Roman Numerals – S/T (CD)

The cover of this album does not give any good clues to what will await listeners. “My Life After Death Pt. 1” only furthers this dilemma. There is a cohesive band playing something that is rock in nature, but what really awaits listeners? The band could easily move into rock, emo, or punk; what eventually comes to light is that Roman Numerals play a very time-tested brand of pop-infused rock. This means that there are hints of early U2 and “Synchronicity”-era Police that work through “My Life After Death Pt. 1”. Something that flavors this sound even more so than these influences has to be the early-eighties work of acts like The Cure; the heavy emotional content of the tracks on this album should show that. Whiole the first part of “My Life After Death” is less than three minutes, the ability of the band is such that the song easily feels twice that.

The band can capture listeners’ attention like no one else currently on the market, and it is this ability coupled with their instrumental talent that will ultimately catapult them into the limelight. The division of “My Life After Death” into two tracks makes senses, as the second part of the song is much more upbeat and intense than the first part. While the sequenced drums of “The Rule of V” ,may seem more proper for acts like Debarge, the following angular arrangements of Roman Numerals in this track tie up this rogue sound nicely. In fact, Roman Numerals put to task acts like Franz Ferdinand; this is the real modern, post-disco dance rock that individuals should be listening to. Add an atmospheric type of synthesizers to the mix, and what one has with “The Rule of V” is something that could easily be the hit of the winter. However, it would have to fight for that tile with the following track, “Occupado”. Many of the pieces of these tracks are the same, but “Occupado” seems to be based a little more in the dance side of things than “The Rule of V”; with this track, Roman Numerals even push into the domain of acts like The Sounds.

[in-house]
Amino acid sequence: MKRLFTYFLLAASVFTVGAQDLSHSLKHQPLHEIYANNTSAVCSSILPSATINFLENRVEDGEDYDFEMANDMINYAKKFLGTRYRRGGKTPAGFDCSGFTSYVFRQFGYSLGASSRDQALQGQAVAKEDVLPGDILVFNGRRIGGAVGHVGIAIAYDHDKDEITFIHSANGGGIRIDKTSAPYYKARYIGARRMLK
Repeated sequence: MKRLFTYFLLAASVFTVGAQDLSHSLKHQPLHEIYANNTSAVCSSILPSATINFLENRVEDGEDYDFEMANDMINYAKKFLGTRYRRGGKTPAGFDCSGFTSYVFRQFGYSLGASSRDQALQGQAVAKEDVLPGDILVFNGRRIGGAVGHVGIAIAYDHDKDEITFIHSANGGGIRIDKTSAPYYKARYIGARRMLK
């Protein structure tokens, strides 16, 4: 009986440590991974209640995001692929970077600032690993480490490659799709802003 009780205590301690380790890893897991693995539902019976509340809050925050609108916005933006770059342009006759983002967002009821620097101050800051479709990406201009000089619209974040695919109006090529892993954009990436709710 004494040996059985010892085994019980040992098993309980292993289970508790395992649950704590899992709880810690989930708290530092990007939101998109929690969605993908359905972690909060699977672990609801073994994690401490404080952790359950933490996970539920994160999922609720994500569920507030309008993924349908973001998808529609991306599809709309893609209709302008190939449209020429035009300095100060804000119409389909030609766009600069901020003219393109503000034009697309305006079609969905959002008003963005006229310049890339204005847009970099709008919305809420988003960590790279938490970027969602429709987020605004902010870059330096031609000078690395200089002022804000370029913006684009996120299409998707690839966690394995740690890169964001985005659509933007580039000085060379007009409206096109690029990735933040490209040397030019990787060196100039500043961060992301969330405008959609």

Roman Numerals have a solid album that will resound loud in listeners’ heads long after the disc has been placed back in the slot it occupies in listeners’ collections. I can’t wait until the band is able to come up with another track.

Top Tracks: Occupado, Induce

Rating: 7.0/10

Roman Numerals – S/T / 2006 Anodyne / 10 Tracks / / / Reviewed 02 October 2006


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Author: James McQuiston

Ph.D. in Political Science, Kent State University. I have been the editor at NeuFutur / since I was 15. Looking for new staff members all the time; email me if you are interested. Thanks!

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